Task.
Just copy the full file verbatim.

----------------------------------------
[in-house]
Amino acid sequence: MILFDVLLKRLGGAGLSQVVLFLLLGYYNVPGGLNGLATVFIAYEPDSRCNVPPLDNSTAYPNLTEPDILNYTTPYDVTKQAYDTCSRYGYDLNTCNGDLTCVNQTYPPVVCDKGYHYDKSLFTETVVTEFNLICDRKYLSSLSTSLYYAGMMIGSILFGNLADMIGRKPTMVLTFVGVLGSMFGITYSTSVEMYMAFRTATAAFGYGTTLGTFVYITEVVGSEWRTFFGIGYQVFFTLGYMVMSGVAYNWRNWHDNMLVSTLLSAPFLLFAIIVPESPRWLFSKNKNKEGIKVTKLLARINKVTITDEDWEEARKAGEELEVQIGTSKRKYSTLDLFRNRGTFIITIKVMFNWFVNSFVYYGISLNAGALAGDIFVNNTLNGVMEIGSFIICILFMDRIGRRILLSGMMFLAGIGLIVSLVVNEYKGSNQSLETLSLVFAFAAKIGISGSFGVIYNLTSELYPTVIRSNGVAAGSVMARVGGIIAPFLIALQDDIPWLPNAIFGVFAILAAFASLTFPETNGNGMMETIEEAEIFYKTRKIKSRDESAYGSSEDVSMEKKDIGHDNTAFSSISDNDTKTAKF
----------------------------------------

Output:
[in-house]
Amino acid sequence: MILFDVLLKRLGGAGLSQVVLFLLLGYYNVPGGLNGLATVFIAYEPDSRCNVPPLDNSTAYPNLTEPDILNYTTPYDVTKQAYDTCSRYGYDLNTCNGDLTCVNQTYPPVVCDKGYHYDKSLFTETVVTEFNLICDRKYLSSLSTSLYYAGMMIGSILFGNLADMIGRKPTMVLTFVGVLGSMFGITYSTSVEMYMAFRTATAAFGYGTTLGTFVYITEVVGSEWRTFFGIGYQVFFTLGYMVMSGVAYNWRNWHDNMLVSTLLSAPFLLFAIIVPESPRWLFSKNKNKEGIKVTKLLARINKVTITDEDWEEARKAGEELEVQIGTSKRKYSTLDLFRNRGTFIITIKVMFNWFVNSFVYYGISLNAGALAGDIFVNNTLNGVMEIGSFIICILFMDRIGRRILLSGMMFLAGIGLIVSLVVNEYKGSNQSLETLSLVFAFAAKIGISGSFGVIYNLTSELYPTVIRSNGVAAGSVMARVGGIIAPFLIALQDDIPWLPNAIFGVFAILAAFASLTFPETNGNGMMETIEEAEIFYKTRKIKSRDESAYGSSEDVSMEKKDIGHDNTAFSSISDNDTKTAKF